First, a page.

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Resilient Self : Gender, Immigration, and Taiwanese Americans (Hardcover) (Chien-juh Gu)

Resilient Self : Gender, Immigration, and Taiwanese Americans (Hardcover) (Chien-juh Gu) - image 1 of 1

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The Resilient Self explores how international migration re-shapes women’s senses of themselves. Chien-Juh Gu uses life-history interviews and ethnographic observations to illustrate how immigration creates gendered work and family contexts for middle-class Taiwanese American women, who, in turn, negotiate and resist the social and psychological effects of the processes of immigration and settlement. 

Most of the women immigrated as dependents when their U.S.-educated husbands found professional jobs upon graduation. Constrained by their dependent visas, these women could not work outside of the home during the initial phase of their settlement. The significant contrast of their lives before and after immigration—changing from successful professionals to foreign housewives—generated feelings of boredom, loneliness, and depression. Mourning their lost careers and lacking fulfillment in homemaking, these highly educated immigrant women were forced to redefine the meaning of work and housework, which in time shaped their perceptions of themselves and others in the family, at work, and in the larger community.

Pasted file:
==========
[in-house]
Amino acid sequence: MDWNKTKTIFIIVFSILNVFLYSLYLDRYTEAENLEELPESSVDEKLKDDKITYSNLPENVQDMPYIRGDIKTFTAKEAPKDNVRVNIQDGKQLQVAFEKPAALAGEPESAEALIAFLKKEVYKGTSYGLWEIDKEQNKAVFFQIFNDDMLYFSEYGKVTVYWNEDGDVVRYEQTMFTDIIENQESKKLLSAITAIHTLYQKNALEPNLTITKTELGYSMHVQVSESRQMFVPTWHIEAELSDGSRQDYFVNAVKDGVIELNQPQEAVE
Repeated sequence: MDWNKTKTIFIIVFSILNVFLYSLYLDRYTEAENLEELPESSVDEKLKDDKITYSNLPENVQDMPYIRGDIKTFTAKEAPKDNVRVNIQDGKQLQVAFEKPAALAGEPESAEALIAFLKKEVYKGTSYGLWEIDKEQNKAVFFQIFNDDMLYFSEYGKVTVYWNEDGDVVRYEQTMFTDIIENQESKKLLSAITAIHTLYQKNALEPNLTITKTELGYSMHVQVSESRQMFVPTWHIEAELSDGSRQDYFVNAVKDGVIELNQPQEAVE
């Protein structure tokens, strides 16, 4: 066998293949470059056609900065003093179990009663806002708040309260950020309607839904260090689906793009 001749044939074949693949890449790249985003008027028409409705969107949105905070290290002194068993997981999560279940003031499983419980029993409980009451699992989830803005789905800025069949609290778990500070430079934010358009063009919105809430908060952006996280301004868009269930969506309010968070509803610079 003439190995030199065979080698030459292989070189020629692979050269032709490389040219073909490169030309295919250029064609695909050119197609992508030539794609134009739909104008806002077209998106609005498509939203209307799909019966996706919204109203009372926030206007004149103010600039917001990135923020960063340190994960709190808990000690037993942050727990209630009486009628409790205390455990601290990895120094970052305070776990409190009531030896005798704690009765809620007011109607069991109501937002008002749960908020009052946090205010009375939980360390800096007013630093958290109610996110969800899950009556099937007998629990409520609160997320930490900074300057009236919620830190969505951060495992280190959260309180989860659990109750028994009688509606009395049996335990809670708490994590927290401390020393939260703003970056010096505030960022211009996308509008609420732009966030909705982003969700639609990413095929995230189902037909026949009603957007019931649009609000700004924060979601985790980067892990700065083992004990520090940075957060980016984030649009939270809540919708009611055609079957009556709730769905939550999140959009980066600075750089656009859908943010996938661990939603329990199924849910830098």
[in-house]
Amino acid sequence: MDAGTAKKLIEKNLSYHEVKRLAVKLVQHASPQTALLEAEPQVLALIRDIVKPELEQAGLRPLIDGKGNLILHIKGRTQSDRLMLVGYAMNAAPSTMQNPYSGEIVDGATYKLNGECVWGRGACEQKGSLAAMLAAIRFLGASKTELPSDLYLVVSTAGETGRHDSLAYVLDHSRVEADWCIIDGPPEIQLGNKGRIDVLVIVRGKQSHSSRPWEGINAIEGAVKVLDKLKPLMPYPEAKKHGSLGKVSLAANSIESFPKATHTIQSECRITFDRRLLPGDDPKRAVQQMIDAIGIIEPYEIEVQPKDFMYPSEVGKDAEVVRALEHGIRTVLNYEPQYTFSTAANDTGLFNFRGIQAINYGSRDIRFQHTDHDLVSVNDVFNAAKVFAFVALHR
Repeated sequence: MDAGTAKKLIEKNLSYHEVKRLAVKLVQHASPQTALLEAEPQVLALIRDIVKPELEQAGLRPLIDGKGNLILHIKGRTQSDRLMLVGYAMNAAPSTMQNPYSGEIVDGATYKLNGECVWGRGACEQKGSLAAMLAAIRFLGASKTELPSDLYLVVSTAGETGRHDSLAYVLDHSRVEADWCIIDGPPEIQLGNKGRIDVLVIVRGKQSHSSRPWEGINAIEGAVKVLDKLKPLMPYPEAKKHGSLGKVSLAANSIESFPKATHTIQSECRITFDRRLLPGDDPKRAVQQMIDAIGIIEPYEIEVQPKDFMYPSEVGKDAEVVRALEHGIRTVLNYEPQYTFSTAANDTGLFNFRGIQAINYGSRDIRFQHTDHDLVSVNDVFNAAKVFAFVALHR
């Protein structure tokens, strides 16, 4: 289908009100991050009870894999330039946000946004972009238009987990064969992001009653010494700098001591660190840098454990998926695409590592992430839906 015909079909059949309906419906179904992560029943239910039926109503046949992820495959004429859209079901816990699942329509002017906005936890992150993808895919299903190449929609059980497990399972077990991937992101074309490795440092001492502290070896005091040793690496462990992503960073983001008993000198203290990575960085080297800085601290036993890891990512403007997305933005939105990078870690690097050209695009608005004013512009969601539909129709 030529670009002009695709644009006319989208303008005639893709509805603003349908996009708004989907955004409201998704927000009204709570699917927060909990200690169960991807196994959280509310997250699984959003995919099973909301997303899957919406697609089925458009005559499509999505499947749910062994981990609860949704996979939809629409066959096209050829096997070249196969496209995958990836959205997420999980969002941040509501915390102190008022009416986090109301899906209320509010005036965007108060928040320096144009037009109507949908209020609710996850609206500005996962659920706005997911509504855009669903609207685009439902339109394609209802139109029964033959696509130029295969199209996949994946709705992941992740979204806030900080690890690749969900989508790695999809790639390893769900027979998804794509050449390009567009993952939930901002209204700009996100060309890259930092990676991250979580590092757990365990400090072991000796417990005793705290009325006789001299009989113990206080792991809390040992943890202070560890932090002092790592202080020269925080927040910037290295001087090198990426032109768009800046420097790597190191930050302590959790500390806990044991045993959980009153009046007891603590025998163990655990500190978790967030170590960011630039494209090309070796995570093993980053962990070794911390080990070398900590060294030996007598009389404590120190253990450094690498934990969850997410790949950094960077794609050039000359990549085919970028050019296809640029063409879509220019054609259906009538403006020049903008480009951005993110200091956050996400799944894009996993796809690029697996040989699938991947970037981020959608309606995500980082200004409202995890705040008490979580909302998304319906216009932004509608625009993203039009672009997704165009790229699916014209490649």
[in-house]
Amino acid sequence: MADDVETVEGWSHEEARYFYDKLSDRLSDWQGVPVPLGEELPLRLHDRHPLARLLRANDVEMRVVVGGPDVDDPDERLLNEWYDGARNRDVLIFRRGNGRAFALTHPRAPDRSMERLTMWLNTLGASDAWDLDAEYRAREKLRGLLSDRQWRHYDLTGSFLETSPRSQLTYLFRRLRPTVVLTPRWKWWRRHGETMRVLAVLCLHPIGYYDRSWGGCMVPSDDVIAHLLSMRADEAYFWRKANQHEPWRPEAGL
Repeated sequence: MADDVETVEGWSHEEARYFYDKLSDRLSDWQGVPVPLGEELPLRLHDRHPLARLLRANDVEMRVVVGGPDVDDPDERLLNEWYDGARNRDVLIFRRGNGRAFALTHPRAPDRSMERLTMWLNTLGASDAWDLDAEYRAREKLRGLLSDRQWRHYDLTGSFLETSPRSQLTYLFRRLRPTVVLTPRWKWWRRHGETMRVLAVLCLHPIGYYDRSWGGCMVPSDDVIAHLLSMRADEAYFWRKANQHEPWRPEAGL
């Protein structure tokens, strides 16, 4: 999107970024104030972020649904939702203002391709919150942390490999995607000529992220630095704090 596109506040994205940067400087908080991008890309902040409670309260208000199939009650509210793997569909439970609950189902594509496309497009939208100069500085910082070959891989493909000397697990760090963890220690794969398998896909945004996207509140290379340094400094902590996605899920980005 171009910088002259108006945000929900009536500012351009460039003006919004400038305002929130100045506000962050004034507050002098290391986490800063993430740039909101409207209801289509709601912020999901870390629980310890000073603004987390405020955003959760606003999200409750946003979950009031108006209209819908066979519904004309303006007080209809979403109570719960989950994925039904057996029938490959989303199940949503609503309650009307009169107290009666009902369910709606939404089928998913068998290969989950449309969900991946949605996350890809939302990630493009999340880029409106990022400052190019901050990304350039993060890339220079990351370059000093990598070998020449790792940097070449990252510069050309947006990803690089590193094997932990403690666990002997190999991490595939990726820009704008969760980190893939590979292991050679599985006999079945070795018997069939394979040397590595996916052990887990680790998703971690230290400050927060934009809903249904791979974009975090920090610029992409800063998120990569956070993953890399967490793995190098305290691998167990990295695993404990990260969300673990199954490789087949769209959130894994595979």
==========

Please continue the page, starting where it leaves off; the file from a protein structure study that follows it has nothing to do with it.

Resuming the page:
Number of Pages: 195.0
Genre: Social Science, Psychology
Sub-Genre: Women
Series Title: Asian American Studies Today
Format: Hardcover
Publisher: Rutgers Univ Pr
Author: Chien-juh Gu
Language: English
Street Date: January 22, 2018
TCIN: 52770672
UPC: 9780813586069
Item Number (DPCI): 248-47-9731

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